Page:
I was 7 and we had just moved back to the states from Australia days before. I hadn't started my new school yet, so I was watching it in the guest house where we were staying until we got to move into our new quarters. I ran into the kitchen to tell my Mom the shuttle blew up, and she smiled and told me that was just all the steam from taking off. I insisted, and she followed me back into the living room, where she promptly started to cry.

posted by Meredith at 8:42 AM on January 28, 2006

posted by trip and a half at 8:42 AM on January 28, 2006

Having watched it live, I was amazed at how different that experience was from the footage shown later on the news.

The news showed the explosion, and then the rescue/recovery boats cruising around the area of impact.

They left out what seemed like at least an hour during which the boats kept their distance and did nothing as fragments trickled down from the sky, and for quite some time after they stopped falling.

I suppose there was nothing to do really, but that long period of unheroic helplessness just seemed so weak and pathetic.
posted by StickyCarpet at 8:44 AM on January 28, 2006

posted by puke & cry at 8:44 AM on January 28, 2006 [1 favorite]

I watched it live from a rooftop in West Palm Beach FL. We didn't have a radio or TV with us, so we just watched it with the naked eye without commentary. At first, we thought it was only the booster rocket being ejected, but within 30 seconds, you could tell something was very wrong. I'll never forget how the streams of smoke hung in the air for what seemed to be an inordinate amount of time.
posted by lobstah at 8:54 AM on January 28, 2006

I thought the real problem with the Shuttle was that it was expensive and unsafe, yet LESS capable of doing stuff in outer space than the previous/Russian capsule model. I realize that there's a certain risk level with space travel, but you really ought to be doing something valuable if you're going up there.

I was in elementary school and heard about it almost immediately after it happened. I think some students were watching it live as part of a project, and of course there was all the hype about first schoolteacher in space.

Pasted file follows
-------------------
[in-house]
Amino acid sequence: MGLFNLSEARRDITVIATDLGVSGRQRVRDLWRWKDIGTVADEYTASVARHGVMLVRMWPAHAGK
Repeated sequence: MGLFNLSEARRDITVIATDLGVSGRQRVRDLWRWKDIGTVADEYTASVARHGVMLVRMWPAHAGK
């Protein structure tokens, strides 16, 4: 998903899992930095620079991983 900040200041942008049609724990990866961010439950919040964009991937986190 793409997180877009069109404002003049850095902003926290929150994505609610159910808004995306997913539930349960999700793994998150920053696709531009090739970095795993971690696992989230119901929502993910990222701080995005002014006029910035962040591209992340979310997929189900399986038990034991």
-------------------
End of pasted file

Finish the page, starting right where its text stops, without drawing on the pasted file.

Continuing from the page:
Sad stuff.
posted by selfnoise at 8:58 AM on January 28, 2006


I was in school (age 15) and another teacher came into our classroom with tears in her eyes to tell us. This was in Canada and they hadn't even told us that the shuttle was taking off that day, so it came as a complete surprise.
posted by Kickstart70 at 8:58 AM on January 28, 2006

He has inspired many with his words and actions and this collection of some of his most memorable speeches is a tribute to his presidency and to the man himself.

Peggy Noonan wrote that speech, ripping off a pilot poet, dead at 19.
posted by The Jesse Helms at 9:00 AM on January 28, 2006


For those who were touched by the speech: The most recent edition of William Safire's Lend Me Your Ears includes this short speech prepared for President Nixon in case Apollo XI had ended in tragedy.
Fate has ordained that the men who went to the moon to explore in peace will stay on the moon to rest in peace. These brave men, Neil Armstrong and Edwin Aldrin, know that there is no hope for their recovery. But they also know that there is hope for mankind in their sacrifice.

These two men are laying down their lives in mankind's most noble goal: the search for truth and understanding. They will be mourned by their families and friends; they will be mourned by their nation; they will be mourned by the people of the world; they will be mourned by a Mother Earth that dared send two of her sons into the unknown.

In their exploration, they stirred the people of the world to feel as one; in their sacrifice, they bind more tightly the brotherhood of man.

In ancient days, men looked at stars and saw their heroes in the constellations. In modern times, we do much the same, but our heroes are epic men of flesh and blood.

Others will follow, and surely find their way home. Man's search will not be denied. But these men were the first, and they will remain the foremost in our hearts.

For every human being who looks up at the moon in the nights to come will know that there is some corner of another world that is forever mankind.
posted by cribcage at 9:09 AM on January 28, 2006 [1 favorite]

I watched it live. Dan Rather didn't have a clue what was going on when it came apart. By the time he started saying things like "I think there may be something wrong" I, very much to my own surprise as I'm not very sentimental, already had tears running down my face.
posted by George_Spiggott at 9:18 AM on January 28, 2006

Wow, cribcage, I think I'd heard of that but don't recall reading it. Didn't PKD or someone say that Nixon was like a character in an SF novel?

killdevil, that launch stack looks a lot like the WVB Saturn, sans wings. Link goes to stills from the previously-linked garage film Man Conquers Space.
posted by mwhybark at 9:29 AM on January 28, 2006


Made for some great pictures though.
posted by HTuttle at 9:34 AM on January 28, 2006

From that Wikipedia article about Apollo I: